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DARK SKY DISCOVERY STARGAZING GUIDE

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STARGAZING GUIDE An easy guide to help you navigate your way around the sky at night
www.darkskydiscovery.org.uk
How to use your Starchart Hold the starchart up in front of you when you're facing the appropriate direction and look at the sky!
Looking North The Plough is the most easily recognised group of stars in the northern sky. It is always above the horizon, it looks a bit like a saucepan, and the two stars furthest from the 'handle' end point towards the North Star, so you can always find north.
On the other side of Polaris is the W-shape of Cassiopeia. The stars in the northern sky are the same all year round, so you will always be able to find them on a clear night.
DARK SKY DISCOVERY
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Based on an original design by Forestry Commission Scotland, updated by Media Services, Royal Observatory, Edinburgh Ph ot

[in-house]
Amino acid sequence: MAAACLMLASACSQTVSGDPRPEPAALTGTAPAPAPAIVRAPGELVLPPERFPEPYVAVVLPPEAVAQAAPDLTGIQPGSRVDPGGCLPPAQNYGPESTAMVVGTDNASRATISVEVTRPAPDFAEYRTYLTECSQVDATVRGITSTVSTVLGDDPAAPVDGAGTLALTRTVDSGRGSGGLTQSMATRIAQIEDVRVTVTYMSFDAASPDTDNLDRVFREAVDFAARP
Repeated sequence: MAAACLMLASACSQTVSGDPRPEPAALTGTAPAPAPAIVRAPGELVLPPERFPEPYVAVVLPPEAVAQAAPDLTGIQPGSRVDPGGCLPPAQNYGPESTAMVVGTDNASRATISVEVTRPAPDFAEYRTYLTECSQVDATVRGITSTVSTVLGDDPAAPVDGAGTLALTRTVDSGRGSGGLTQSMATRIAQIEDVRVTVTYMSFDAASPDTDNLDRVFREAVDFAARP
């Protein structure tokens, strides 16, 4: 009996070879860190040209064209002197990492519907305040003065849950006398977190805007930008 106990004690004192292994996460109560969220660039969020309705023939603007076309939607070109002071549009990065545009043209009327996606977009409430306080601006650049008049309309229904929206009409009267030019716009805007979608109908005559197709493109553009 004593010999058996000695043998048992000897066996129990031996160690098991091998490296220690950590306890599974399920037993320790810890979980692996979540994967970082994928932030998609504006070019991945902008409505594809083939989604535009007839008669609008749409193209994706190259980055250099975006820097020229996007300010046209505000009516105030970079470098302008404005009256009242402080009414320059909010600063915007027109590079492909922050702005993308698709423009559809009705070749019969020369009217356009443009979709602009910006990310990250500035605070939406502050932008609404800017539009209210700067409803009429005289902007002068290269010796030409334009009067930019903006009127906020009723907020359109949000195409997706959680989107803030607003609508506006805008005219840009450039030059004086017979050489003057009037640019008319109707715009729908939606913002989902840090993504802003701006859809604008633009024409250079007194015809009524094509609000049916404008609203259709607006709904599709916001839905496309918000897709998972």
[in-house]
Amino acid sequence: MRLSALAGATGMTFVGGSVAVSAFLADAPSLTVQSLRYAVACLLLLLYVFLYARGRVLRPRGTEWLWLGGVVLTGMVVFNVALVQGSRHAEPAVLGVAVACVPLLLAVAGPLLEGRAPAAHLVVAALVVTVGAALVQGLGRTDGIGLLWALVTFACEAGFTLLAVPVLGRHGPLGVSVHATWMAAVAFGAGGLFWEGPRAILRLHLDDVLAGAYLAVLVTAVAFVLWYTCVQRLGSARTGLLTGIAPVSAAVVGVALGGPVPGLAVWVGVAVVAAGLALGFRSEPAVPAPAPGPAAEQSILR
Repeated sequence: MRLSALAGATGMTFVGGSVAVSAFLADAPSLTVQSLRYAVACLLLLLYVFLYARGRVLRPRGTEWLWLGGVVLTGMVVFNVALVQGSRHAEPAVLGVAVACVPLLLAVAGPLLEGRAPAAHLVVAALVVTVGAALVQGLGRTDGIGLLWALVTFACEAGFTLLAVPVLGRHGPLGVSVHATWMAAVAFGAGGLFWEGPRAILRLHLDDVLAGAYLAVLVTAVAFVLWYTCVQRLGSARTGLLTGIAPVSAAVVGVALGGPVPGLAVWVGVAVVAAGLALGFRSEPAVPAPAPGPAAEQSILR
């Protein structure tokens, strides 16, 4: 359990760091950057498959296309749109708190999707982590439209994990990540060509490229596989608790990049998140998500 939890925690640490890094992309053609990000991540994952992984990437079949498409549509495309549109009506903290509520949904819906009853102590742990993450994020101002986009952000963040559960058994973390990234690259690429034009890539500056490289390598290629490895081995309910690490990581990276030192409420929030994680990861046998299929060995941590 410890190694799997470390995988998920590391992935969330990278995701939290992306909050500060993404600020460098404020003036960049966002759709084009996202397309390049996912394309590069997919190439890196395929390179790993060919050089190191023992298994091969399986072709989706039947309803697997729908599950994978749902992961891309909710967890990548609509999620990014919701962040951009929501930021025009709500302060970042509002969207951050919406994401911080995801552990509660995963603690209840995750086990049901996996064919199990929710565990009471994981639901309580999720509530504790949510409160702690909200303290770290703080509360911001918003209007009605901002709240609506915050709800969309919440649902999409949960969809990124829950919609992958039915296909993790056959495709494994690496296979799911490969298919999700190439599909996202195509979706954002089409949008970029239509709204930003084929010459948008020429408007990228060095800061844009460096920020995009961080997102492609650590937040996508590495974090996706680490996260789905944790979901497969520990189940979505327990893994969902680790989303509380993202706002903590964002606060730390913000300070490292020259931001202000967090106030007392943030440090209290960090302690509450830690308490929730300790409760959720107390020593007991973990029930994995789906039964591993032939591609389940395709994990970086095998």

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Find somewhere local to you that is away from: tall buildings and trees
Try your local park or playing fields, or see our nationwide list of Dark Sky Discovery Sites.
www.darkskydiscovery.org.uk
DARK SKY DISCOVERY Looking South These stars change throughout the year, but you should see variously, Orion the hunter, Gemini (two stick-figures), Sirius, the Pleiades or Seven Sisters, the Summer Triangle, Cygnus the swan (and if you're very lucky, our galaxy, the Milky Way down which it flies), the square of Pegasus, and if you follow the curve of the handle of the Plough, Arcturus.
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